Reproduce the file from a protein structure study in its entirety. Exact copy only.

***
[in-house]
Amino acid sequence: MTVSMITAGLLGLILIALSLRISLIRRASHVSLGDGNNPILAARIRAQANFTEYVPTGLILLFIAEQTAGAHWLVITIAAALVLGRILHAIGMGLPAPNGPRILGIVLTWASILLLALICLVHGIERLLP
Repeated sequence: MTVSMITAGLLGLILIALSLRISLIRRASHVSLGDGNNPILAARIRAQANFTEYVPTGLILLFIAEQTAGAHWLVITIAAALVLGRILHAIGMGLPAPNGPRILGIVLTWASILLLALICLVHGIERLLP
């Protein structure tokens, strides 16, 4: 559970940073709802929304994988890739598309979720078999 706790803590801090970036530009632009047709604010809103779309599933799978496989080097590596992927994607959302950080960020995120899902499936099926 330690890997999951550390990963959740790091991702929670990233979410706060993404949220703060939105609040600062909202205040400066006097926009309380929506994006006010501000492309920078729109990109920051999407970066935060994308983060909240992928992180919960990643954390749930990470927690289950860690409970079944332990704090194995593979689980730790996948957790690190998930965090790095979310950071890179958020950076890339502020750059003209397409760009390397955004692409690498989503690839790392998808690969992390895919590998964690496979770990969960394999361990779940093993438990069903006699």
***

[in-house]
Amino acid sequence: MTVSMITAGLLGLILIALSLRISLIRRASHVSLGDGNNPILAARIRAQANFTEYVPTGLILLFIAEQTAGAHWLVITIAAALVLGRILHAIGMGLPAPNGPRILGIVLTWASILLLALICLVHGIERLLP
Repeated sequence: MTVSMITAGLLGLILIALSLRISLIRRASHVSLGDGNNPILAARIRAQANFTEYVPTGLILLFIAEQTAGAHWLVITIAAALVLGRILHAIGMGLPAPNGPRILGIVLTWASILLLALICLVHGIERLLP
């Protein structure tokens, strides 16, 4: 559970940073709802929304994988890739598309979720078999 706790803590801090970036530009632009047709604010809103779309599933799978496989080097590596992927994607959302950080960020995120899902499936099926 330690890997999951550390990963959740790091991702929670990233979410706060993404949220703060939105609040600062909202205040400066006097926009309380929506994006006010501000492309920078729109990109920051999407970066935060994308983060909240992928992180919960990643954390749930990470927690289950860690409970079944332990704090194995593979689980730790996948957790690190998930965090790095979310950071890179958020950076890339502020750059003209397409760009390397955004692409690498989503690839790392998808690969992390895919590998964690496979770990969960394999361990779940093993438990069903006699």